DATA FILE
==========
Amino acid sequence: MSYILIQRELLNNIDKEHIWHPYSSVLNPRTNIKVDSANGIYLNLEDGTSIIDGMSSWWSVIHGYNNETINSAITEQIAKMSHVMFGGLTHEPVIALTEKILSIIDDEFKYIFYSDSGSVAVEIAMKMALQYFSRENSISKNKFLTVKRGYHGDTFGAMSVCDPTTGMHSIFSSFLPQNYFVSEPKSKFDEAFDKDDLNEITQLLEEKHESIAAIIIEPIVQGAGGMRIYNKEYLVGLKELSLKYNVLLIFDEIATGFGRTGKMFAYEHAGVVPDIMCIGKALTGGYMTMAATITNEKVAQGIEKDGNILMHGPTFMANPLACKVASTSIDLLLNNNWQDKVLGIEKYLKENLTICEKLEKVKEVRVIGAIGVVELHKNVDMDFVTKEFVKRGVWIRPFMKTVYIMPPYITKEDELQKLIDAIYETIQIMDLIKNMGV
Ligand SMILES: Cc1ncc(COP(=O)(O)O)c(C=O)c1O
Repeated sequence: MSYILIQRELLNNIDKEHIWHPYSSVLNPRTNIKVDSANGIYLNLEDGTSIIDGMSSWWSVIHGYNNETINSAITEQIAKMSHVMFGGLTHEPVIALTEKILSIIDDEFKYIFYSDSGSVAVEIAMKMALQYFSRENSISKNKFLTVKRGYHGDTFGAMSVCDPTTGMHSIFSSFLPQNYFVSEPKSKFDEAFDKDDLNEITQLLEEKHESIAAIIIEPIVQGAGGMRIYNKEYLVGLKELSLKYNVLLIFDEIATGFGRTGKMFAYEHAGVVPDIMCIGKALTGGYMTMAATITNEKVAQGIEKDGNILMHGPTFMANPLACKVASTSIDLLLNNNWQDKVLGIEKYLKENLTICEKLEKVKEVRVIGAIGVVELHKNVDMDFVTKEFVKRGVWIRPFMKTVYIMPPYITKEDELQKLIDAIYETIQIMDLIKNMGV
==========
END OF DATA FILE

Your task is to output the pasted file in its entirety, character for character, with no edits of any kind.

Amino acid sequence: MSYILIQRELLNNIDKEHIWHPYSSVLNPRTNIKVDSANGIYLNLEDGTSIIDGMSSWWSVIHGYNNETINSAITEQIAKMSHVMFGGLTHEPVIALTEKILSIIDDEFKYIFYSDSGSVAVEIAMKMALQYFSRENSISKNKFLTVKRGYHGDTFGAMSVCDPTTGMHSIFSSFLPQNYFVSEPKSKFDEAFDKDDLNEITQLLEEKHESIAAIIIEPIVQGAGGMRIYNKEYLVGLKELSLKYNVLLIFDEIATGFGRTGKMFAYEHAGVVPDIMCIGKALTGGYMTMAATITNEKVAQGIEKDGNILMHGPTFMANPLACKVASTSIDLLLNNNWQDKVLGIEKYLKENLTICEKLEKVKEVRVIGAIGVVELHKNVDMDFVTKEFVKRGVWIRPFMKTVYIMPPYITKEDELQKLIDAIYETIQIMDLIKNMGV
Ligand SMILES: Cc1ncc(COP(=O)(O)O)c(C=O)c1O
Repeated sequence: MSYILIQRELLNNIDKEHIWHPYSSVLNPRTNIKVDSANGIYLNLEDGTSIIDGMSSWWSVIHGYNNETINSAITEQIAKMSHVMFGGLTHEPVIALTEKILSIIDDEFKYIFYSDSGSVAVEIAMKMALQYFSRENSISKNKFLTVKRGYHGDTFGAMSVCDPTTGMHSIFSSFLPQNYFVSEPKSKFDEAFDKDDLNEITQLLEEKHESIAAIIIEPIVQGAGGMRIYNKEYLVGLKELSLKYNVLLIFDEIATGFGRTGKMFAYEHAGVVPDIMCIGKALTGGYMTMAATITNEKVAQGIEKDGNILMHGPTFMANPLACKVASTSIDLLLNNNWQDKVLGIEKYLKENLTICEKLEKVKEVRVIGAIGVVELHKNVDMDFVTKEFVKRGVWIRPFMKTVYIMPPYITKEDELQKLIDAIYETIQIMDLIKNMGV